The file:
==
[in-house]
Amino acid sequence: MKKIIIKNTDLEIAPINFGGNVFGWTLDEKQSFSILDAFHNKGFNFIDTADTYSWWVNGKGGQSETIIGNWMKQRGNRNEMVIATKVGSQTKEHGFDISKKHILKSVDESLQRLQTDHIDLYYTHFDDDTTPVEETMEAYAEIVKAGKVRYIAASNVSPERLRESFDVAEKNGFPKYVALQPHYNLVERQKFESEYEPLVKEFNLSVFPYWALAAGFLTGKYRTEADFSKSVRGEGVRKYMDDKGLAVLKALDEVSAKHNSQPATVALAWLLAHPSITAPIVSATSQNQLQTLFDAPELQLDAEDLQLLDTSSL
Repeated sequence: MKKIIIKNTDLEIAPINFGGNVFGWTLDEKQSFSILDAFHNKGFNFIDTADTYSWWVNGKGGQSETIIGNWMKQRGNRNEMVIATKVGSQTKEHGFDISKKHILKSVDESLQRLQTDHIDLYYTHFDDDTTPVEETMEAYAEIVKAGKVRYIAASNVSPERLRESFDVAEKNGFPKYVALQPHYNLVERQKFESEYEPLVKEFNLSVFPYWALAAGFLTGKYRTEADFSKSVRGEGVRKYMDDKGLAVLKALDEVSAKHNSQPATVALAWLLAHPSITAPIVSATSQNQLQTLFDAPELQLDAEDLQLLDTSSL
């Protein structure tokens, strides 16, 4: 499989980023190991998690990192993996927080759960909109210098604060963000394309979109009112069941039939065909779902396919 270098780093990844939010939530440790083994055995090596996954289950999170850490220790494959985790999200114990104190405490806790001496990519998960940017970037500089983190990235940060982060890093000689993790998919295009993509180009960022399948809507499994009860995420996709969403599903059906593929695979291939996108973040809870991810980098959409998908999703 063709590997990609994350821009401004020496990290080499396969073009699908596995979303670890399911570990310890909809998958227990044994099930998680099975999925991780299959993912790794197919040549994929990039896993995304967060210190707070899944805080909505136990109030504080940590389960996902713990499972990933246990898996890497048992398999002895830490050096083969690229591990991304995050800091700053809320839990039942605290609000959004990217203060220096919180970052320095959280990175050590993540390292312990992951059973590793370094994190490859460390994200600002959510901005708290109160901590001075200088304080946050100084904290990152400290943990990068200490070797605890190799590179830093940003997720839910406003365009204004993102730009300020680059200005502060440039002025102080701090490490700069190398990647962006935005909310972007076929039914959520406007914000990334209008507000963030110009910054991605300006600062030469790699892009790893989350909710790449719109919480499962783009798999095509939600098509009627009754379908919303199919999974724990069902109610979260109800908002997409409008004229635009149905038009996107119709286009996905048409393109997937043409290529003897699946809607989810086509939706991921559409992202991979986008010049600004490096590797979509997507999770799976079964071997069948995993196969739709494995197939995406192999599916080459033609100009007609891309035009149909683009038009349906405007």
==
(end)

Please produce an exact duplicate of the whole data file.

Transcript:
[in-house]
Amino acid sequence: MKKIIIKNTDLEIAPINFGGNVFGWTLDEKQSFSILDAFHNKGFNFIDTADTYSWWVNGKGGQSETIIGNWMKQRGNRNEMVIATKVGSQTKEHGFDISKKHILKSVDESLQRLQTDHIDLYYTHFDDDTTPVEETMEAYAEIVKAGKVRYIAASNVSPERLRESFDVAEKNGFPKYVALQPHYNLVERQKFESEYEPLVKEFNLSVFPYWALAAGFLTGKYRTEADFSKSVRGEGVRKYMDDKGLAVLKALDEVSAKHNSQPATVALAWLLAHPSITAPIVSATSQNQLQTLFDAPELQLDAEDLQLLDTSSL
Repeated sequence: MKKIIIKNTDLEIAPINFGGNVFGWTLDEKQSFSILDAFHNKGFNFIDTADTYSWWVNGKGGQSETIIGNWMKQRGNRNEMVIATKVGSQTKEHGFDISKKHILKSVDESLQRLQTDHIDLYYTHFDDDTTPVEETMEAYAEIVKAGKVRYIAASNVSPERLRESFDVAEKNGFPKYVALQPHYNLVERQKFESEYEPLVKEFNLSVFPYWALAAGFLTGKYRTEADFSKSVRGEGVRKYMDDKGLAVLKALDEVSAKHNSQPATVALAWLLAHPSITAPIVSATSQNQLQTLFDAPELQLDAEDLQLLDTSSL
């Protein structure tokens, strides 16, 4: 499989980023190991998690990192993996927080759960909109210098604060963000394309979109009112069941039939065909779902396919 270098780093990844939010939530440790083994055995090596996954289950999170850490220790494959985790999200114990104190405490806790001496990519998960940017970037500089983190990235940060982060890093000689993790998919295009993509180009960022399948809507499994009860995420996709969403599903059906593929695979291939996108973040809870991810980098959409998908999703 063709590997990609994350821009401004020496990290080499396969073009699908596995979303670890399911570990310890909809998958227990044994099930998680099975999925991780299959993912790794197919040549994929990039896993995304967060210190707070899944805080909505136990109030504080940590389960996902713990499972990933246990898996890497048992398999002895830490050096083969690229591990991304995050800091700053809320839990039942605290609000959004990217203060220096919180970052320095959280990175050590993540390292312990992951059973590793370094994190490859460390994200600002959510901005708290109160901590001075200088304080946050100084904290990152400290943990990068200490070797605890190799590179830093940003997720839910406003365009204004993102730009300020680059200005502060440039002025102080701090490490700069190398990647962006935005909310972007076929039914959520406007914000990334209008507000963030110009910054991605300006600062030469790699892009790893989350909710790449719109919480499962783009798999095509939600098509009627009754379908919303199919999974724990069902109610979260109800908002997409409008004229635009149905038009996107119709286009996905048409393109997937043409290529003897699946809607989810086509939706991921559409992202991979986008010049600004490096590797979509997507999770799976079964071997069948995993196969739709494995197939995406192999599916080459033609100009007609891309035009149909683009038009349906405007």